The first point that Bach brings up is that the number of test cases that you have written does not matter. To anyone who has ever written a test case, this is a pretty obvious one. You could write a million test cases that all do the same thing, but if you’re not exercising the code in unique and possibly unexpected way, then you are wasting your time. Any tester who brags about the number of test cases that he or she has written is clearly missing some critical understanding of the purpose of testing software.

Secondly, Bach states that each test should be thought of as an event rather than as an object. Whether it is done automatically or manually, tests must be performed, they do not simply exist. This is why software testers will never be replaced by computers or algorithms. Each time a tester performs a test, it produces a unique and meaningful result. This ties in with Bach’s fourth point, which is that even in the case of automated testing, humans are responsible for the successes or failures of the tests being run. Computers are unable to think critically about problems like humans can, and they can only go so far as to check simple facts, not effectively test software.

Backtracking to Bach’s third point, testers should always be able to describe their testing strategy, even as it evolves over the course of testing. Understanding how and why a given test is being performed allows testers to think about things such as how to improve the test, what tests need to be developed next, and how to develop better tests more quickly in the future.

The fifth topic that Bach discusses is how people “talk as if there is only one kind of test coverage”. As a student currently learning about the types of testing coverage, this one came as a bit of a surprise to me. I imagine that testers who fall victim to this fallacy of testing never received formal education in software testing or have become so set in a single way of testing that they are failing to see the bigger picture.

Lastly, Bach discusses testing as an exploratory learning task rather than as some scripted, monotonous procedure. Again, I think that my current enrollment in a software testing course leaves me a bit biased on this point. Nearly every test that I write is a learning experience for me, and I certainly do not feel that testing is a static task.

While I can certainly see where Bach is coming from with all six of his “Things That Go Wrong With Discussions About Testing,” I am pleased to know that the my understanding of software testing does not fall into any of his categories for the most part. I feel that many of these things apply to testers who may have been self-taught or had minimal theoretical training. I think that my education certainly helps me to see the big picture of why software testing is so essential, rather than just going through the motions of writing test cases for the sake of it.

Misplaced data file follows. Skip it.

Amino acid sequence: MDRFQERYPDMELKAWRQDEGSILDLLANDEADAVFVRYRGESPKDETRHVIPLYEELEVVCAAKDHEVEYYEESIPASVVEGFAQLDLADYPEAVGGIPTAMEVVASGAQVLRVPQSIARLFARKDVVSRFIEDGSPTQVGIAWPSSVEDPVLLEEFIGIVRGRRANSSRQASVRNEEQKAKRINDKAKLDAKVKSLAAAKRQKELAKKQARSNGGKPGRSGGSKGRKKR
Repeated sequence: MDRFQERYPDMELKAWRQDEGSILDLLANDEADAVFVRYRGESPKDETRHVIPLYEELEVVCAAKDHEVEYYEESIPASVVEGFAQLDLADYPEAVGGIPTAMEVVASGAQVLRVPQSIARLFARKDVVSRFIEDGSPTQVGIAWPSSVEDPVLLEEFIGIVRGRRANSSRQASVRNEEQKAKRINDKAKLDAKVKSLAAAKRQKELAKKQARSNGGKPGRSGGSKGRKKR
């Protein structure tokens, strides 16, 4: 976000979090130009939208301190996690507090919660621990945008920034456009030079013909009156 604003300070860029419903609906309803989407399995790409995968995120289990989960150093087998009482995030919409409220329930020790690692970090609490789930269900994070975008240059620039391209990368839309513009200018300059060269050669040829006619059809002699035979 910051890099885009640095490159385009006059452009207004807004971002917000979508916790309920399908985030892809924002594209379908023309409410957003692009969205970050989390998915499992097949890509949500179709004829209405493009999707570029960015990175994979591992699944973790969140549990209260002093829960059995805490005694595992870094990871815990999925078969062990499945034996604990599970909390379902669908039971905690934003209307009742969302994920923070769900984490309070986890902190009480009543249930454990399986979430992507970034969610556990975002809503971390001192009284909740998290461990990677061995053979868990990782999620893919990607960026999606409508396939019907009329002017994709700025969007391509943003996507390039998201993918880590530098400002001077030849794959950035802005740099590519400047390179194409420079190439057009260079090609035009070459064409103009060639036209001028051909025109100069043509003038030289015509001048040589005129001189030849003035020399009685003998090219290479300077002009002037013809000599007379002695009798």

Practical Uses for Design Patterns

Sometimes completing assignments can become monotonous. I think that I find this mainly happens when I cannot seem to think of a practical use for what I am currently working on. While I understand that many of the example implementations of design patterns are intentionally left abstract so as to highlight the importance of the pattern rather than the complexities of the underlying system, this bores me. My approach to programming is often utilitarian in the sense that I want to know how what I am currently working on is going to make someone’s life easier.

(Image source: https://drquicklook.com/products/usb-to-sd-card-adapter)

This week I listened to Episode 30 of the Coding Blocks podcast, from July 26, 2015. In the episode, Allen, Joe, and Michael discuss the Adapter, Facade, and Memento design patterns. The first pattern that was discussed was the Adapter pattern. I paid particularly close attention to this pattern, as I will be researching and compiling an informative piece on the Adapter pattern in the coming weeks. The podcast provided a link to an excellent tutorial on TutorialsPoint, which I will most definitely be using as a reference for my project research. The real-life example used to describe the Adapter design pattern was that of the SD-card adapter, which takes the SD card and adapts, through the use of an interface, to a USB cable that the computer can recognize and use. The Adapter design pattern implemented in software provides a very similar function by taking two otherwise incompatible interfaces and acting as a bridge between them so that they may seamlessly interact with one another.

In the discussion of the Facade design pattern, I saw some parallels to the Adapter pattern but there were certainly also observable differences. The Facade patterns aims to hide the complexities of some underlying system by providing a simplified interface through which the user can gain access and use the resources provided by the system. The example that the three discuss that I found very interesting was transactional payment processing systems such as PayPal. The goal of applying Facade in this case would be to hide multiple repeated calls to APIs that must be completed each time a user would like to perform a task such as setting up a secure connection, passing a token, storing a token, etc. before actually accomplishing the desired task.

The final pattern that is discussed is the Memento design pattern. While the three seem to have mixed feelings about the usefulness of the Memento pattern, I thought that the discussions regarding Megaman and System Restore’s implementation of this pattern were extremely useful and interesting examples. The pattern, in a basic sense, aims to save a complete copy of the state of the object at any given time. This state object is accessed and maintained by two classes – a caretaker and an originator.

What I like most about the examples and explanations that the three give for their respective design patterns is how practical they seem. While the ultimate goal of applying a design pattern to a particular problem is to simplify the overall implementation, it is certainly not always a simple task to apply a pattern. Understanding some of the motivation behind why applying the design patterns makes an implementation cleaner and more effective satisfies my utilitarian inclinations. I am looking forward to exploring the complexities of the Adapter pattern more thoroughly in the near future.